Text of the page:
For children, if changes occur to their mouth due to growth, the loss of deciduous teeth, or the eruption of the adult teeth, then their mouthguard may need to be changed annually or even more frequently. Remember, a poorly fitting mouthguard may be providing little protection and is less likely to be worn by children because they are uncomfortable.


Why does my denture need to be relined?

The rapid shrinkage of bone following extractions means the denture will soon need to have the fitting surface relined once that shrinkage has slowed down enough. After a reline, patients report a much better fit. This relining maybe done between three and six months after an immediate denture has been fitted. Your dentist will advise you when an immediate denture is ready to be relined.

Relining involves an additional fee, but this is going to be cheaper than a new set of dentures and it is often very much appreciated.

All dentures lose their fit through natural changes in your mouth. Chewing gum, biting your nails or grinding your teeth can accelerate this. You should see your dentist yearly for a denture check, when refitting or relining may be necessary. For example, many patients report that their full dentures are loose after a period of rapid weight loss.

How often should I have my denture checked?

If you currently wear removable dentures of any kind, it is advisable that you have these checked regularly. It is recommended if you have any remaining natural teeth you should have these and your dentures reviewed every six months or as directed by your dentist. If you have no natural teeth and wear removable full dentures, your dentures should be reviewed at least every two years.

Fees & Payments

What's in a dental fee?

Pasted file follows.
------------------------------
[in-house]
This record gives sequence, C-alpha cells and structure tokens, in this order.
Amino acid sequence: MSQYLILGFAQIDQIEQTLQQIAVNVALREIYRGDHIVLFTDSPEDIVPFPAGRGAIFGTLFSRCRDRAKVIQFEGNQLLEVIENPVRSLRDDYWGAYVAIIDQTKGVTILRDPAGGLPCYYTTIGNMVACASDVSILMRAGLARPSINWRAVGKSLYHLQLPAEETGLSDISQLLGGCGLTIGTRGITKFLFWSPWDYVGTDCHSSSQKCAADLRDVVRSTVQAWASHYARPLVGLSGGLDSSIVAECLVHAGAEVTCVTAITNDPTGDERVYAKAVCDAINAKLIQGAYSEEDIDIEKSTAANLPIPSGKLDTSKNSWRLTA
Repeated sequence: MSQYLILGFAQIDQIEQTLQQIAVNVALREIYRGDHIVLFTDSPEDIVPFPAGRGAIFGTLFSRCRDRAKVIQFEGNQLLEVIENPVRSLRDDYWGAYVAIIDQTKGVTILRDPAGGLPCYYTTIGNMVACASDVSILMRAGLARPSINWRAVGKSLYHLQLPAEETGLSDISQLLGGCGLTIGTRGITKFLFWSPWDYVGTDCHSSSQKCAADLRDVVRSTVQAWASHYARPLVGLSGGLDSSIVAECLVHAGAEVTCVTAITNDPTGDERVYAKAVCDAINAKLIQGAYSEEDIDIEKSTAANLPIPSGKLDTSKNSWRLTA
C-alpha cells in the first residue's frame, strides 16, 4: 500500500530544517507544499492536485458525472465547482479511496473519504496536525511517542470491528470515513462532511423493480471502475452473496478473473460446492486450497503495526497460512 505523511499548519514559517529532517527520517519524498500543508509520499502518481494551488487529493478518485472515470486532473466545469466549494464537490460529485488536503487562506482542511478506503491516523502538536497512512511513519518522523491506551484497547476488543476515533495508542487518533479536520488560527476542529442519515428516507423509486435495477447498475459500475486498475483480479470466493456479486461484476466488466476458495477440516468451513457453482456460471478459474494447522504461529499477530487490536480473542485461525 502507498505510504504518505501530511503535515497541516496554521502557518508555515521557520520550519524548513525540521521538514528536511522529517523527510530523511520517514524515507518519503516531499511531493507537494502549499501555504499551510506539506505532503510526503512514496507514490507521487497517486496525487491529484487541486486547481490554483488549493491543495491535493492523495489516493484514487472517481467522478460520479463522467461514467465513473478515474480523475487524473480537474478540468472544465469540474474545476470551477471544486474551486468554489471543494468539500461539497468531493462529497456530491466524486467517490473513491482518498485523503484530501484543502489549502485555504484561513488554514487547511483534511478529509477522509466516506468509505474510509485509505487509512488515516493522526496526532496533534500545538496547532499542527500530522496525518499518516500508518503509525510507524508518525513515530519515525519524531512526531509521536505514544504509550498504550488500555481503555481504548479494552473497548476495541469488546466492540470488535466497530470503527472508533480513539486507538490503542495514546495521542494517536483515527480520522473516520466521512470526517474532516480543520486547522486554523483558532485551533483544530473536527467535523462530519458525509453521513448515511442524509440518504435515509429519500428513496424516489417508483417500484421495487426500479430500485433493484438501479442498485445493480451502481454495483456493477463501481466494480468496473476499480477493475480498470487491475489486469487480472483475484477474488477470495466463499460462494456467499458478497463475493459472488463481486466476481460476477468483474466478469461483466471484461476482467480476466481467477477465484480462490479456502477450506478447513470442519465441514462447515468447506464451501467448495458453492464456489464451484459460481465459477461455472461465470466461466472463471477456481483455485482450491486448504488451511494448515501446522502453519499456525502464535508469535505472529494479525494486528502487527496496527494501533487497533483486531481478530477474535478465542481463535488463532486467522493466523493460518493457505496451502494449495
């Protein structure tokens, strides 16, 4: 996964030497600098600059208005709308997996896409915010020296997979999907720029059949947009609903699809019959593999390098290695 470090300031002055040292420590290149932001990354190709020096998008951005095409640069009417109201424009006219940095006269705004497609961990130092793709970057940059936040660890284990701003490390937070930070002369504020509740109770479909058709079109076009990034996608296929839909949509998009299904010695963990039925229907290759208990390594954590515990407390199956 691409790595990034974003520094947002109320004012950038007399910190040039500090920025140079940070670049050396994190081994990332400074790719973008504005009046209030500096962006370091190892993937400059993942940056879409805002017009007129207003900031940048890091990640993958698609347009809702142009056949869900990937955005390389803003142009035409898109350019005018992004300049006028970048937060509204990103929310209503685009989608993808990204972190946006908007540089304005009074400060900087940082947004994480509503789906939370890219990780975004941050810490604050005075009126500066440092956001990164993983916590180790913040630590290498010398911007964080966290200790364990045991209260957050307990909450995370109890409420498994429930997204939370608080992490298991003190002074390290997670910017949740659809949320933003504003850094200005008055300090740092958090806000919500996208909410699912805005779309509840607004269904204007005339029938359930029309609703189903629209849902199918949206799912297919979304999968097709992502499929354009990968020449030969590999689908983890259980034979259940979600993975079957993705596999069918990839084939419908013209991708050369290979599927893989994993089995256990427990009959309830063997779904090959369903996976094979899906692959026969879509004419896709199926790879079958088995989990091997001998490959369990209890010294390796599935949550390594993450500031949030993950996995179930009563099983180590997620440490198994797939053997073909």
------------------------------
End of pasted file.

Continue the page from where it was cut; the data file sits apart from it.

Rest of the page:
A dental fee is the cost of a highly trained and skilled professional treating your teeth in a hygienic, comfortable environment.

As well, fees represent the costs of the up-to-date equipment and materials, staff, laboratory fees, infection control measures, premises, utilities and furnishings.

There are many factors affecting fees for dental treatment. The complexity of the treatment received, and the costs involved in running the dental practice you visit are such factors. The cost of maintaining correct infection control procedures alone can be very high. Dentists also need to pay ancillary staff wages and maintain equipment.

We recommends you obtain a written estimate or quote for any major dental work required, so you know how much you are likely to be out of pocket.

What type of payment methods do you offer?
We accept Eftpos, cash and cheques. We also have Hicaps terminal available for your private health funds. We simply swipe your card which automatically claims your rebate so all you need to do is pay the gap.
Do I have to pay my dental account on the same day as my treatment?

We do expect payment on the day of treatment. This practice reflects the problems dentists have traditionally experienced of lack of payment of accounts, and the widespread availability of payment methods such as credit cards.

Interest free payment plans are available through zipMoney. You can apply for an account or payment plan by visiting or call us at Fernvale Dental.

Often the large laboratory costs incurred by dentists for such things as crowns and dentures will be asked to be paid at the commencement of treatment. Your dentist will inform you of your obligations in this regard.

Why do dental rebates differ from health funds?

Health funds have assessors who determine the level of rebate for particular dental items. There is a balance between the rebate and the level of premium you pay, the type of cover and other factors such as waiting periods, annual limits and any promotional offers.

As a consumer, you choose the private health scheme that best suits your needs.

Most have fixed rebates for treatments irrespective of the actual fees charged. The rebates are generally not designed to provide full cover for dental fees or even a consistent percentage. In addition, most schemes do not include all treatment items. Some common treatments have no rebate at all.


1. Your contract with the health fund is between you and the fund. It remains separate from the contract you have with your dentist.

2. There is no such thing as a ‘recognised fee’ or ‘schedule fee’ in dentistry and the ADA states categorically that any organisation that implies that their rebates are set to a percentage of a ‘schedule fee’ is misleading the public, regardless of whether it is an ‘internal’ schedule.

We offer interest free payment plans.